Trenton Water Works Director: Drinking water is safe despite officials call for takeover

Officials from across Mercer County have called on the New Jersey Department of Environmental Protection’s direct oversight of Trenton Water Works after what officials are calling “years of failure to comply with safe drinking water obligations.”

The call follows a letter sent by the New Jersey Department of Environmental Protection (NJDEP) to Trenton Water Works (TWW) and Trenton citing “continued failures to advance capital improvements and ensure that ordinary maintenance and operational needs crucial to the protection of public health are met.”

“Residents deserve safe drinking water. We are deeply disturbed by DEP’s findings regarding the lack of progress on long-term projects necessary to keep the residents of Hopewell Township and Mercer County safe,” Hopewell Mayor Courtney Peters-Manning said.

The mayor noted that Hopewell Township has appreciated its working relationship with the professional staff at TWW.

“However, change is necessary,” she said.

TWW supplies approximately 29 million gallons of drinking water daily to more than 200,000 people, including residents of Trenton and four neighboring municipalities – Ewing, Hamilton, Hopewell, and Lawrence townships.

New Jersey State Sen. Linda Greenstein (D-14), Assemblymen Wayne DeAngelo, and Dan Benson (both D-14), Mercer County Executive Brian Hughes, Mercer County Board of County Commissioners Chair Nina Melker, Hamilton Mayor Jeff Martin, Ewing Mayor Bert Steinmann, Lawrence Township Mayor John Ryan and Peters-Manning are on the forefront of the call.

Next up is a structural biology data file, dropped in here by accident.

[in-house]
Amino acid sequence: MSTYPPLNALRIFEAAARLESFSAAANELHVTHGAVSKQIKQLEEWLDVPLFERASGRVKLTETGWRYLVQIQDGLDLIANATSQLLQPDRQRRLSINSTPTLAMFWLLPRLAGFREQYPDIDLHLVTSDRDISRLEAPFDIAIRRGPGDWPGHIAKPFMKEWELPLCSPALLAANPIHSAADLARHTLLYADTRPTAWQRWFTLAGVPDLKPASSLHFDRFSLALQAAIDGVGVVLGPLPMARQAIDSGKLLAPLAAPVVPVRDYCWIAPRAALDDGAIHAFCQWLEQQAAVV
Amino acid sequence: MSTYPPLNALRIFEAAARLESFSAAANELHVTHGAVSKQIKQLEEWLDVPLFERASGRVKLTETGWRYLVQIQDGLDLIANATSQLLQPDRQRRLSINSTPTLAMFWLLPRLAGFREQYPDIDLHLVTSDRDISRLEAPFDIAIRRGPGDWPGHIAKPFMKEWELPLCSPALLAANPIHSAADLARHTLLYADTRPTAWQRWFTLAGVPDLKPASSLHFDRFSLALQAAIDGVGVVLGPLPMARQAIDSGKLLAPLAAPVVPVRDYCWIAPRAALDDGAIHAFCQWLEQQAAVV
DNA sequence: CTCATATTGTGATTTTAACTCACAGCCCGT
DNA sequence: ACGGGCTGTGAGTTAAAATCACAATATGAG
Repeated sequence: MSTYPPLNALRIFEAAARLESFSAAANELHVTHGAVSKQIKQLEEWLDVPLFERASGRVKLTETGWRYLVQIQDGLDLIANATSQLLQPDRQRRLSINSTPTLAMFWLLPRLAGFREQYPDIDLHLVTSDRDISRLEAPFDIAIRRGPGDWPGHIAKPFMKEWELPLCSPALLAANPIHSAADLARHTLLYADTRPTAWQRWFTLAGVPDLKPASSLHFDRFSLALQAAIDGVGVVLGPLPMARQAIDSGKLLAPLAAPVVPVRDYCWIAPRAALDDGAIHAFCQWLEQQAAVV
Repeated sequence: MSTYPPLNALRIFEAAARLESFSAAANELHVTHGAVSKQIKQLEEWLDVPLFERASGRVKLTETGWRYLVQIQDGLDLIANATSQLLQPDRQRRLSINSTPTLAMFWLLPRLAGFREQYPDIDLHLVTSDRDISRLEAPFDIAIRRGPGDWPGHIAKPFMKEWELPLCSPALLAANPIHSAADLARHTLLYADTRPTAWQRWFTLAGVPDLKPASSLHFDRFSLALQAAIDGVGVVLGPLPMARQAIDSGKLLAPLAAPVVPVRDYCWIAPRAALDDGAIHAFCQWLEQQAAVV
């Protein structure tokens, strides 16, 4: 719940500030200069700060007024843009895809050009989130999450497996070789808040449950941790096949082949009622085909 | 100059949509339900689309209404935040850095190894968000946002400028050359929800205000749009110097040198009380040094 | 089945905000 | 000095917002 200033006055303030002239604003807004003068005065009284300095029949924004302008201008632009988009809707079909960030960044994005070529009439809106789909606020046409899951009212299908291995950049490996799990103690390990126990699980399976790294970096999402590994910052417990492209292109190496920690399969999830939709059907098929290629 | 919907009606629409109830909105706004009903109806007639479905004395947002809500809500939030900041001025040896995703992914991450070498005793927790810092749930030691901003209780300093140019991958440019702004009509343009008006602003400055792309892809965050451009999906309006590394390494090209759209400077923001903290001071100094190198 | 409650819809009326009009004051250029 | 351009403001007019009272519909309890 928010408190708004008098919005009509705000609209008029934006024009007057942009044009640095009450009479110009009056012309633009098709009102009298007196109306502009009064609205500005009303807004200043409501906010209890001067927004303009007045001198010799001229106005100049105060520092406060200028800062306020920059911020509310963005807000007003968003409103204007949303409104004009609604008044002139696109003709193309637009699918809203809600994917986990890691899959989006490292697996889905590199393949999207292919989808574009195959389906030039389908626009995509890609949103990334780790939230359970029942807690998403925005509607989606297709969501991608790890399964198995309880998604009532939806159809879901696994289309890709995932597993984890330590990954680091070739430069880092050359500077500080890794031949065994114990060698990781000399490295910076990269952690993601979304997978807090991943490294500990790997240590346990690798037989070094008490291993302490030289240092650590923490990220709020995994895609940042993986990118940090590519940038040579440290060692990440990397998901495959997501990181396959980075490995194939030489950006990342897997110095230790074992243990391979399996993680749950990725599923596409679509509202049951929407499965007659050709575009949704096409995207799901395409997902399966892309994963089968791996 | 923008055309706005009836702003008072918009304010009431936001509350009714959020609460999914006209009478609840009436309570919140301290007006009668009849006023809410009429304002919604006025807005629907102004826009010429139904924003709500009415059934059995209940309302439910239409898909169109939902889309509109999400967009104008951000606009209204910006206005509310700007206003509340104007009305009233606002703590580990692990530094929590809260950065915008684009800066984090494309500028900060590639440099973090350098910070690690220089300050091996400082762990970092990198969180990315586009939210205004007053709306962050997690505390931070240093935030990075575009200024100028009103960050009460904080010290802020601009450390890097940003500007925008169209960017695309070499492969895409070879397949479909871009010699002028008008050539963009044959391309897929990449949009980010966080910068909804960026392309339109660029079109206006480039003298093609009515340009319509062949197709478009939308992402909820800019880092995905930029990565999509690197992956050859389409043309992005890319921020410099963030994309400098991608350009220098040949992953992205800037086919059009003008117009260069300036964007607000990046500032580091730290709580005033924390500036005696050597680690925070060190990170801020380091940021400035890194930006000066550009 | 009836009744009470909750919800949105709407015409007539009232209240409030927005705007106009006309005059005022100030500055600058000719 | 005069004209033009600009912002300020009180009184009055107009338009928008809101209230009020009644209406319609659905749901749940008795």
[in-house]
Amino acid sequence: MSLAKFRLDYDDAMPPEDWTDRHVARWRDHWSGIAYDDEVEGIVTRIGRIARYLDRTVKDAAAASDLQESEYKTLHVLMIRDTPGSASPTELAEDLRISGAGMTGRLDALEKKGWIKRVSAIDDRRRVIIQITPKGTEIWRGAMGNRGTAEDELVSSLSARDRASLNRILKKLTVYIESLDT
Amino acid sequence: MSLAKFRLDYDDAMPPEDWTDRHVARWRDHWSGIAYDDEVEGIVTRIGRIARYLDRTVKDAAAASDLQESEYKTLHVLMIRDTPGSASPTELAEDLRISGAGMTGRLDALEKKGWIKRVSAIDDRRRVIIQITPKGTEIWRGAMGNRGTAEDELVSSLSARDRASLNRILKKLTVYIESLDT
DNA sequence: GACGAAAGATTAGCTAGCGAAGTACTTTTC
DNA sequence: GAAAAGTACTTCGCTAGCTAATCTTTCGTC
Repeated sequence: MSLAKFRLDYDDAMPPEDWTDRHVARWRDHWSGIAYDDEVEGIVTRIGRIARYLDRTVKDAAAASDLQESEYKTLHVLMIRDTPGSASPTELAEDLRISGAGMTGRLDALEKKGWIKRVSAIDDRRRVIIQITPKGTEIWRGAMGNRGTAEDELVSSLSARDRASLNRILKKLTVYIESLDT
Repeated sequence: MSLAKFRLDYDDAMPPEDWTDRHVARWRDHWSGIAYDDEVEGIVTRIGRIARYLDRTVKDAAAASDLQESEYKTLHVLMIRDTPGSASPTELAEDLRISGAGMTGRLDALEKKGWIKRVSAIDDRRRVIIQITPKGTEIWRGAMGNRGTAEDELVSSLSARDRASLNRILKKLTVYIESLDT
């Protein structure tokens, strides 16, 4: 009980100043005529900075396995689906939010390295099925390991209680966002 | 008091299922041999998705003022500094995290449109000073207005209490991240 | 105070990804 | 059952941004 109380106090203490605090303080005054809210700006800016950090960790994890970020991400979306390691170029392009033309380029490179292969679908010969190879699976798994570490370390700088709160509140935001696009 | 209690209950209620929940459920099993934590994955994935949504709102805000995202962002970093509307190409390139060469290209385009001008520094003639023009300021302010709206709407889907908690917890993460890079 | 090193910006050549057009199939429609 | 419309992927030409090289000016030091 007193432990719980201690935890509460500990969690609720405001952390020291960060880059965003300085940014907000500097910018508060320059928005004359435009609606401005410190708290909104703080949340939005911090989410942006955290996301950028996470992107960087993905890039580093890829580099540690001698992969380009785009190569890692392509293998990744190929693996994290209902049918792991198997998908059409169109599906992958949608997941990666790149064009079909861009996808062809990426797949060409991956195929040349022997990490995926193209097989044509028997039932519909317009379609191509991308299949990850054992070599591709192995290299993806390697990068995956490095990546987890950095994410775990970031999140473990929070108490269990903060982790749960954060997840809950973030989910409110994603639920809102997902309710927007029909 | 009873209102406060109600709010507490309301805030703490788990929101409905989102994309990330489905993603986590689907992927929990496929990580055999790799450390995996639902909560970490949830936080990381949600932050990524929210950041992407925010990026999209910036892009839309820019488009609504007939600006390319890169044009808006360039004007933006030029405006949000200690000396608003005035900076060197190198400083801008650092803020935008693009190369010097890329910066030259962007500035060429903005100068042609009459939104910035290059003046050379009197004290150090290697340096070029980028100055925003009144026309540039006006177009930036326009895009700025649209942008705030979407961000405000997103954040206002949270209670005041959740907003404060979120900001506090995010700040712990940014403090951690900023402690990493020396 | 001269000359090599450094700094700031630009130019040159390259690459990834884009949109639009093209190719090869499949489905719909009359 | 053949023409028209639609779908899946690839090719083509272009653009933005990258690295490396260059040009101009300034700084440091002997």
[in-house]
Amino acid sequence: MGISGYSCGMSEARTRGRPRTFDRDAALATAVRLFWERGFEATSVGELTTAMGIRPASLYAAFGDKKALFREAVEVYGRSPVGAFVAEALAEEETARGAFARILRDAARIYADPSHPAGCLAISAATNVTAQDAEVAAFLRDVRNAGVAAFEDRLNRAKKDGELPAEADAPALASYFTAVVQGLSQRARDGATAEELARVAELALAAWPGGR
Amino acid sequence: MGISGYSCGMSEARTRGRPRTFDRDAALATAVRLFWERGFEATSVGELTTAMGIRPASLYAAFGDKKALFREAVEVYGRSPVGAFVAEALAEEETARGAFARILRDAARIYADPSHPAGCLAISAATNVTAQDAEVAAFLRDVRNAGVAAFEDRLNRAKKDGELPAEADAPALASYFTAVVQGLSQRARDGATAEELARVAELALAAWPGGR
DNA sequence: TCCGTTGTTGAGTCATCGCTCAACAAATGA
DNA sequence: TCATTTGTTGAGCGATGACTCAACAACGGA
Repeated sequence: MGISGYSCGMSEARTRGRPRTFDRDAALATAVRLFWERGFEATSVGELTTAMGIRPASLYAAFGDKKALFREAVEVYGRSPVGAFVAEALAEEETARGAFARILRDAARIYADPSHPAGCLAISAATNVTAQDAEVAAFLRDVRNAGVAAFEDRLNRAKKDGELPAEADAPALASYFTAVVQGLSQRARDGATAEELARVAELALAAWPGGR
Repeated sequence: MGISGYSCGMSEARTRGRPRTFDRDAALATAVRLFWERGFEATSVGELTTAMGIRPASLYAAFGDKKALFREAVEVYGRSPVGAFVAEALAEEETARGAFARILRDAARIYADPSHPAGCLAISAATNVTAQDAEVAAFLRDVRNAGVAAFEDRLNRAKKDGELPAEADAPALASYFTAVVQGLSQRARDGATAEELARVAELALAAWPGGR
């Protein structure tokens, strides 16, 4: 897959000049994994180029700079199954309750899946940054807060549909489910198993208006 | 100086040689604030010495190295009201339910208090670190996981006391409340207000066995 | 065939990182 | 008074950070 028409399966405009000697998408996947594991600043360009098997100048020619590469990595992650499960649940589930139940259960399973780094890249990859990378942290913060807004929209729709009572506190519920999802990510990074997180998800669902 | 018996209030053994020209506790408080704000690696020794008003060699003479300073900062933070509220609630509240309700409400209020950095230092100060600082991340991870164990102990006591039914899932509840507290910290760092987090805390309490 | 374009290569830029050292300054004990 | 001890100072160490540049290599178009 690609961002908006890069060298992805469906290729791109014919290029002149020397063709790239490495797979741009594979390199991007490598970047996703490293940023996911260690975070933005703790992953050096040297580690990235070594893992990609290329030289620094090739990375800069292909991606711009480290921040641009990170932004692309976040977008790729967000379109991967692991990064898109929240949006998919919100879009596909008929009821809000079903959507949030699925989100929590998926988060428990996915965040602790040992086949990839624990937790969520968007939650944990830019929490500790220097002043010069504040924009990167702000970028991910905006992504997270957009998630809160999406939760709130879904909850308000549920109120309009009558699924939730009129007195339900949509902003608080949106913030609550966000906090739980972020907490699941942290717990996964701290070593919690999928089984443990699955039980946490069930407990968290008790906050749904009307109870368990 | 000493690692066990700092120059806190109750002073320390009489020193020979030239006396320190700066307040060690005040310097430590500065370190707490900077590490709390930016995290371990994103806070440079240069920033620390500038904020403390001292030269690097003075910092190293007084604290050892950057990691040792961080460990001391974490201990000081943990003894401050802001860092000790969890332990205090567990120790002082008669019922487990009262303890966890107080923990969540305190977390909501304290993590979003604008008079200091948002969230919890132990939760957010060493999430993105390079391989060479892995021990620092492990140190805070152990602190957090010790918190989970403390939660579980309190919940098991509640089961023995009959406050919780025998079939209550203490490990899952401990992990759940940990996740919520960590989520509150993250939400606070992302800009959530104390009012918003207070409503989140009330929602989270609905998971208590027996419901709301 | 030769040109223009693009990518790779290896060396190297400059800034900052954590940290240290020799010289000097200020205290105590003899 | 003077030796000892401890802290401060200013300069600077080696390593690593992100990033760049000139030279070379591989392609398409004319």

“On behalf of the TWW customers within Lawrence Township, it is time for the operations of the water utility to be taken from the City of Trenton,” Ryan said. “For far too long, the customers of TWW have lived with the fear, and at times reality, that the water they drink and use daily is unsafe.”

He added that the report from the NJDEP dated Sept. 27, demonstrates that the City of Trenton cannot meet the needs of its water utility customers by producing clean and safe water.

In 2020, the Attorney General and NJDEP filed a lawsuit against TWW seeking to compel the City of Trenton and the water utility to take the necessary actions after failing to comply with Administrative Consent Orders to provide safe drinking water. The municipalities have since joined the lawsuit.

The failures include, but are not limited to, filling vacancies critical to running the treatment plant and the covering of the Pennington Reservoir, which funding for was denied by the Trenton City Council months after the lawsuit was filed.

“Access to safe drinking water and a well-functioning water system is not an unreasonable expectation by the Mercer County residents who have no alternative to the city-operated TWW,” Mercer County Executive Brian Hughes said.